Heat olive oil in a large skillet (or large sauce pan if making more than one batch) on medium high.
Add onion, if using, and cook until soft, around four minutes, stirring occasionally.
Add garlic to pan and cook for a minute, stirring a couple of times.
Add crushed tomatoes, bay leaf, salt, and pepper flakes; stir.
When sauce starts to boil, lower the temperature and loosely cover the pan with a lid, using a wooden spoon resting on the rim of the pan to keep the lid propped open.
Cook on low, stirring occasionally, for 20-30 minutes. Because the tomatoes you use are a factor, taste along the way to see if any extra salt is needed. If you detect any bitterness, add a little more olive oil.
When the sauce is cooked, add basil leaves and stir in before serving.
Tips for a marinara sauce that's not bitter
Start with good-tasting tomatoes. Use crushed tomatoes from the San Marzano region of Italy, if possible. Tuttorosso tomatoes (affiliate link) also work well.
Use regular olive oil, which has a mild flavor compared to extra-virgin olive oil.
Use fresh garlic cloves without green shoots. The green garlic will be bitter.
Don’t use oregano, which is bitter.
Add a little chopped onion, which provides savory sweetness. This is an optional step, and I sometimes skip it if I'm in a hurry or want a less sweet sauce.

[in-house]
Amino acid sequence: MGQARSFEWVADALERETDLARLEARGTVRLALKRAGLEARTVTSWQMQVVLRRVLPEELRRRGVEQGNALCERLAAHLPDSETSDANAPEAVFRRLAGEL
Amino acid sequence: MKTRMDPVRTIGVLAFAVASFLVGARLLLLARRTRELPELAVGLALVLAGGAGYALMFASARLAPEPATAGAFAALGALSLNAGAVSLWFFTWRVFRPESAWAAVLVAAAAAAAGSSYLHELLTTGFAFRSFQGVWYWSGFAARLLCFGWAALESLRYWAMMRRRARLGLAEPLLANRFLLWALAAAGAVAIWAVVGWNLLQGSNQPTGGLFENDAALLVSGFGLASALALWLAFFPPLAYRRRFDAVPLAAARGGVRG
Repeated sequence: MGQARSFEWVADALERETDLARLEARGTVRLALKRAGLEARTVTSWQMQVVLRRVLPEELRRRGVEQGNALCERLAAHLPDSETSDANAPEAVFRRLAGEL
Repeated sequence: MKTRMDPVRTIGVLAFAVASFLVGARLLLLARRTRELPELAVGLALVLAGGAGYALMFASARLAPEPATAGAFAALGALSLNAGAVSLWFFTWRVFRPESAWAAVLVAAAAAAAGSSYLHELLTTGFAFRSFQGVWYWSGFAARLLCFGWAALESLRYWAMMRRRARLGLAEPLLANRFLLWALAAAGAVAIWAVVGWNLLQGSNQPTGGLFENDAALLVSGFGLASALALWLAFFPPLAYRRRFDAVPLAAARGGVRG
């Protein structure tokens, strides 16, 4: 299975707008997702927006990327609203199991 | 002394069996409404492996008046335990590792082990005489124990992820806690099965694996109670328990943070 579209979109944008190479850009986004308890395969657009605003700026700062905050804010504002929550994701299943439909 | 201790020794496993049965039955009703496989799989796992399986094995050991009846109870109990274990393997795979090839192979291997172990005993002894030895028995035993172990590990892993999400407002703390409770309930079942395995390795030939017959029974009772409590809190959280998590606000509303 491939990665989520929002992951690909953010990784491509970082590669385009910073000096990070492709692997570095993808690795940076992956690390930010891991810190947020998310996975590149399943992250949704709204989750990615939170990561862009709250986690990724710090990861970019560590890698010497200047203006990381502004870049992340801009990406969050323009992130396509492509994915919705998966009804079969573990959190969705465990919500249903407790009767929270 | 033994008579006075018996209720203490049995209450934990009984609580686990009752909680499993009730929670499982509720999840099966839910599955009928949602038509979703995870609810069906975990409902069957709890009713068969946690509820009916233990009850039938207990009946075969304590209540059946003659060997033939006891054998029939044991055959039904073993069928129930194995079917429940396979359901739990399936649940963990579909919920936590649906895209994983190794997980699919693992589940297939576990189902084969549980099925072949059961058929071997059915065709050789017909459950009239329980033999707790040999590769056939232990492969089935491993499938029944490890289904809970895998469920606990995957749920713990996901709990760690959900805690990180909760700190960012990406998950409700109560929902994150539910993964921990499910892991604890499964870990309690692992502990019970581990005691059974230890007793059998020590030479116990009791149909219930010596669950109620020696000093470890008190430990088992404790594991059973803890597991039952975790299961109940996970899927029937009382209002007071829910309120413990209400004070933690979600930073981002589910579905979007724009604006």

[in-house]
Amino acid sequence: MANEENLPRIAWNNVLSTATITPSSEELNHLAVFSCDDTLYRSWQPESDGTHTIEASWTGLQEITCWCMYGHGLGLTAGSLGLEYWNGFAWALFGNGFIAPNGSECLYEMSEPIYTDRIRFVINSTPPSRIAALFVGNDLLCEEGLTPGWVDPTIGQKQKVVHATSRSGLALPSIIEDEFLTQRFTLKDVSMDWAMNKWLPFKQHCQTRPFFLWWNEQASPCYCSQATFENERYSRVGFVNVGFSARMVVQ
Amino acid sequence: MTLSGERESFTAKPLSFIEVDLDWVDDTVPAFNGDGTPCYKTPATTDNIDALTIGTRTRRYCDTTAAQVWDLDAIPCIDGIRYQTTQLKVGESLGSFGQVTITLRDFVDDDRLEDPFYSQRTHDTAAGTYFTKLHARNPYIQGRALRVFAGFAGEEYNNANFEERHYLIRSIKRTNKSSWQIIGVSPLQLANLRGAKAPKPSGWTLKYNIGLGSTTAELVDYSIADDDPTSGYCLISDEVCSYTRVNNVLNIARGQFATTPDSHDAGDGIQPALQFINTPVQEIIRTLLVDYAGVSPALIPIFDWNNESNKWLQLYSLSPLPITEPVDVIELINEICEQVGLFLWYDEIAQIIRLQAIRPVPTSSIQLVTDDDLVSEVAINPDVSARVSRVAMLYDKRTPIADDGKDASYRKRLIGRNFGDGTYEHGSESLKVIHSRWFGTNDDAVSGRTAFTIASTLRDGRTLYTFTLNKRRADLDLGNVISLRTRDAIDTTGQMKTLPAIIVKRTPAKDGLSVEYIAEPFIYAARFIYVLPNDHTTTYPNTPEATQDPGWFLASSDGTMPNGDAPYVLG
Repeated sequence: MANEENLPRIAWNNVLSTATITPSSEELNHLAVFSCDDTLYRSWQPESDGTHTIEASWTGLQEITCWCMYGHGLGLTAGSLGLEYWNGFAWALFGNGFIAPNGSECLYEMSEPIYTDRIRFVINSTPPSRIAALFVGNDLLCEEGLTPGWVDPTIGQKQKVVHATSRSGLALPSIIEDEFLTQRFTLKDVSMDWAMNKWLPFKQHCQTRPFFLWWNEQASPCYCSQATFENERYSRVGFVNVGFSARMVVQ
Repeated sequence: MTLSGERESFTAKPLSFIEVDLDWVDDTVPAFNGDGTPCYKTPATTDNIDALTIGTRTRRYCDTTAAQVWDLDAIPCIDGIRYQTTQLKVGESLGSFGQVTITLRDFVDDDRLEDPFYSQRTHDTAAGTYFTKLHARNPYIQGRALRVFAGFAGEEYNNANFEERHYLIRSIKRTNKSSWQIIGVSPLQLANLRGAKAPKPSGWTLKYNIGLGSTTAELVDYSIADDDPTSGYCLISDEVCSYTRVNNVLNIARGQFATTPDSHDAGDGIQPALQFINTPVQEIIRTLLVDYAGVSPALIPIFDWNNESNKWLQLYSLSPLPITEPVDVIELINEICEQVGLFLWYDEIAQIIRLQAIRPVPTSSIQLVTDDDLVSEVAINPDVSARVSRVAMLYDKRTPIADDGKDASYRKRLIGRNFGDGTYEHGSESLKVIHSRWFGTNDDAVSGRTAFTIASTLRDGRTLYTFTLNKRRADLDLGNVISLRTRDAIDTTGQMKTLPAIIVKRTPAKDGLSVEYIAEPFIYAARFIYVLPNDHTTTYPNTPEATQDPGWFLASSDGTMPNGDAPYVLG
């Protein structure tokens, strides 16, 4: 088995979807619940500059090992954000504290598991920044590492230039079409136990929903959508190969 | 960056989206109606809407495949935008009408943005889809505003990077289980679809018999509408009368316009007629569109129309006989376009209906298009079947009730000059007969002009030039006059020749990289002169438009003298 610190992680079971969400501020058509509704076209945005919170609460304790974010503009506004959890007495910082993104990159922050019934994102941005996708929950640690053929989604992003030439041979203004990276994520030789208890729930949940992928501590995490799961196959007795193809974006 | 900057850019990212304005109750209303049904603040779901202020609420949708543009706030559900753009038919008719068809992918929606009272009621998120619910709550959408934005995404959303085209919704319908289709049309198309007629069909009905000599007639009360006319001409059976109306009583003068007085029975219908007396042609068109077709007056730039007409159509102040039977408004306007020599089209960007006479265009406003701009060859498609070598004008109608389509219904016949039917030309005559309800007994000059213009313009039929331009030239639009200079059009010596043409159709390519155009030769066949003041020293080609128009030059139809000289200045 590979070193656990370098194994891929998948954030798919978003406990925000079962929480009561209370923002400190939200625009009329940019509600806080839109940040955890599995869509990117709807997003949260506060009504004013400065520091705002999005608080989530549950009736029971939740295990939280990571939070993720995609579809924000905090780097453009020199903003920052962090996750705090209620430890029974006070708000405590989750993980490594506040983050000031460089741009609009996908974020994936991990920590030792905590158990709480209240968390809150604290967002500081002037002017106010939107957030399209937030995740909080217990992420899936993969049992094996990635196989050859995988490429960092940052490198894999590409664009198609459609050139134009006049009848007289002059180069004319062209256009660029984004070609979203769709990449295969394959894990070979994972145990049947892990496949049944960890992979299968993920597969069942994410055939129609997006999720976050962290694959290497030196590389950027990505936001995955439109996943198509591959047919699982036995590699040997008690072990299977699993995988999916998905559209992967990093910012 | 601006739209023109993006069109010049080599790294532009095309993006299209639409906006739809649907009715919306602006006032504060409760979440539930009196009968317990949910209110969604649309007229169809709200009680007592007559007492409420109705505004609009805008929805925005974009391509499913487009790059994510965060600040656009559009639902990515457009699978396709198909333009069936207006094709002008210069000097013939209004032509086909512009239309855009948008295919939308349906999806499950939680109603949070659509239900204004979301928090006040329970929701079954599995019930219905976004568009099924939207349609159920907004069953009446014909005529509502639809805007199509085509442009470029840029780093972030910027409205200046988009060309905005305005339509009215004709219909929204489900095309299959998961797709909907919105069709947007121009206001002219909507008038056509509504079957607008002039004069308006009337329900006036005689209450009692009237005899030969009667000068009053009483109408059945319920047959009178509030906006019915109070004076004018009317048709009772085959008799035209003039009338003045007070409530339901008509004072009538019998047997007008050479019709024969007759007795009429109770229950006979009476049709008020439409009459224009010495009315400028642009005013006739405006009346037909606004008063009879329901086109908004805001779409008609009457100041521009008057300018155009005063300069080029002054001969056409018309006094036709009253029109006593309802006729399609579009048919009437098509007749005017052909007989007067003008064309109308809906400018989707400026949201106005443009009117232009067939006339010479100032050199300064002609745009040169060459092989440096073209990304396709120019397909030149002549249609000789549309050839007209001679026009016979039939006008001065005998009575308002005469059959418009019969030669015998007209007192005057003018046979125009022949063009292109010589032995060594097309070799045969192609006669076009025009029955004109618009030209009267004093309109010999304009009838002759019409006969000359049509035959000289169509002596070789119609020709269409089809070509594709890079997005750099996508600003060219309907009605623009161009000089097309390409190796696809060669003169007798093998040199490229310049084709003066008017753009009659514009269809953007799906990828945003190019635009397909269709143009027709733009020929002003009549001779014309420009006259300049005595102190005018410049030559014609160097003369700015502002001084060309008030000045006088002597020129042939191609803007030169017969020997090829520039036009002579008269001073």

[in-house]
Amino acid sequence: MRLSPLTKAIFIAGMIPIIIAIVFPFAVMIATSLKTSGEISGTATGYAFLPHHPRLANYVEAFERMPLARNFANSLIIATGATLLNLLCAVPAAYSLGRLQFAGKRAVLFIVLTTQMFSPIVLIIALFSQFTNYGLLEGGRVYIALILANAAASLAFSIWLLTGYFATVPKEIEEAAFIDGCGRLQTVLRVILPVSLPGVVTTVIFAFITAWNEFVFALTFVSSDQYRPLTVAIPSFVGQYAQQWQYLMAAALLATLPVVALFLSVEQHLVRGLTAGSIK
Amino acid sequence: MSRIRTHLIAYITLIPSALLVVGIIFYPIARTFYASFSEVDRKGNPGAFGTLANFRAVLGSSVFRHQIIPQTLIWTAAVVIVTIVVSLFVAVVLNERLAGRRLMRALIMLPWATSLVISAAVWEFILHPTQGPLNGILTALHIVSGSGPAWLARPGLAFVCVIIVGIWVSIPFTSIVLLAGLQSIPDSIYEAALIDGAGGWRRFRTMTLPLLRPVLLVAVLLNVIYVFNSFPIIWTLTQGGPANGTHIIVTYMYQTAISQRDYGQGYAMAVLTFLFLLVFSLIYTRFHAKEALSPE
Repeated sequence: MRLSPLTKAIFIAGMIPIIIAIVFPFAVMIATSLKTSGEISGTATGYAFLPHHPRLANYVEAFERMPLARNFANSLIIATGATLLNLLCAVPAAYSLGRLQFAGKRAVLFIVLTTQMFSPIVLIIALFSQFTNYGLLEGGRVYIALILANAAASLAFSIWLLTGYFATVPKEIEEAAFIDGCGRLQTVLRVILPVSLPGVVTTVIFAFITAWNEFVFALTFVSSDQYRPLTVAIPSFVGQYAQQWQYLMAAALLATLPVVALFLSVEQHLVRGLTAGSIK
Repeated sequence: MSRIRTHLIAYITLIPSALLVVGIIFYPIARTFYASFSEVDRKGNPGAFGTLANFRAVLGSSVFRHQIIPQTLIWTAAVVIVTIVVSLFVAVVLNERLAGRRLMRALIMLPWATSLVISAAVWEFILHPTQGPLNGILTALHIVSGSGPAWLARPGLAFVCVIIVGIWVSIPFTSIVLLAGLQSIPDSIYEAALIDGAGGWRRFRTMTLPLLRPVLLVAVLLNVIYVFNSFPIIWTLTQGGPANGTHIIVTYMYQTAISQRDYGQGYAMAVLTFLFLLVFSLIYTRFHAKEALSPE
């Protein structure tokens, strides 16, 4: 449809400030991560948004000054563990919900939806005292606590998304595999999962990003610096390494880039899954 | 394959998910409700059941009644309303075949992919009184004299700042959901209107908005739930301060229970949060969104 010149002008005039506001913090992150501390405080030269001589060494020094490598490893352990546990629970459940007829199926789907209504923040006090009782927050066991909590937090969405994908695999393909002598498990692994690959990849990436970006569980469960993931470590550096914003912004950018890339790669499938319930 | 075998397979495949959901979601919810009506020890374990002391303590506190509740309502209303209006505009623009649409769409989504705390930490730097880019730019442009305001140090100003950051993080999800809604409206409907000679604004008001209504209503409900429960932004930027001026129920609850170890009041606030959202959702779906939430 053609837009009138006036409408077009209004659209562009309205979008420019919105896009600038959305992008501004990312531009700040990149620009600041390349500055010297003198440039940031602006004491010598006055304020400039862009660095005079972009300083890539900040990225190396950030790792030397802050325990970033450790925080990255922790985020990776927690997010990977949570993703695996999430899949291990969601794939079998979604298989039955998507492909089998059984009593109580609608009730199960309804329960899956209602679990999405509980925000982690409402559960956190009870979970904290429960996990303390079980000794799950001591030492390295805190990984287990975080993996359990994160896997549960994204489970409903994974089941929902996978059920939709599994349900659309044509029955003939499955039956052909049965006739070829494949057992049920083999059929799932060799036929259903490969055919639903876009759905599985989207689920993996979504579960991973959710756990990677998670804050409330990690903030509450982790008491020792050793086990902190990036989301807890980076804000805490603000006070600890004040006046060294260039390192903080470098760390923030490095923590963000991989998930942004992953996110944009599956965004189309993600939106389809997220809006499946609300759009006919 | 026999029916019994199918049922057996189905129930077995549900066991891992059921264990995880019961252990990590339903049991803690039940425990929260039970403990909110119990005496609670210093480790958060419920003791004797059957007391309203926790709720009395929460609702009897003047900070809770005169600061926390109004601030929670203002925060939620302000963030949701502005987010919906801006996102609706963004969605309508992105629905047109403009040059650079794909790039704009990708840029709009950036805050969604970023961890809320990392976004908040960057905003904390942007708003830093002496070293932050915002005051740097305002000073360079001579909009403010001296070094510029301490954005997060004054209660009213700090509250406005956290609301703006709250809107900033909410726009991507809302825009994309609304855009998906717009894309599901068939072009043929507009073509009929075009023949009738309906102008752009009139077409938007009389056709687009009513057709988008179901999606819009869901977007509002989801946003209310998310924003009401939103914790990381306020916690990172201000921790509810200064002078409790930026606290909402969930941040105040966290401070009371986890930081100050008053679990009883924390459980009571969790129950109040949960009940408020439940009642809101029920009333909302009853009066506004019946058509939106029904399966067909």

If you still detect some bitterness or acidity in your sauce, try adding a little more olive oil and a bit more salt. Keep in mind that different brands of tomatoes will contain different amounts of salt, so you'll need to season accordingly.
As a last resort, Mom's tip is to add a half teaspoon of baking soda to the sauce to cut down the acidity.
Tips for making more than one batch of sauce
If you are making a larger quantity of sauce, you will need to increase the cooking time. If doubling the quantity, a minimum of 30 minutes is needed for cooking.
For triple and quadruple batches, cook the sauce for an hour.
If making a huge batch for a party, cook it for 90 minutes.
Also, you can just use one bay leaf for up to a triple batch. If you are making quadruple or more, use two bay leaves.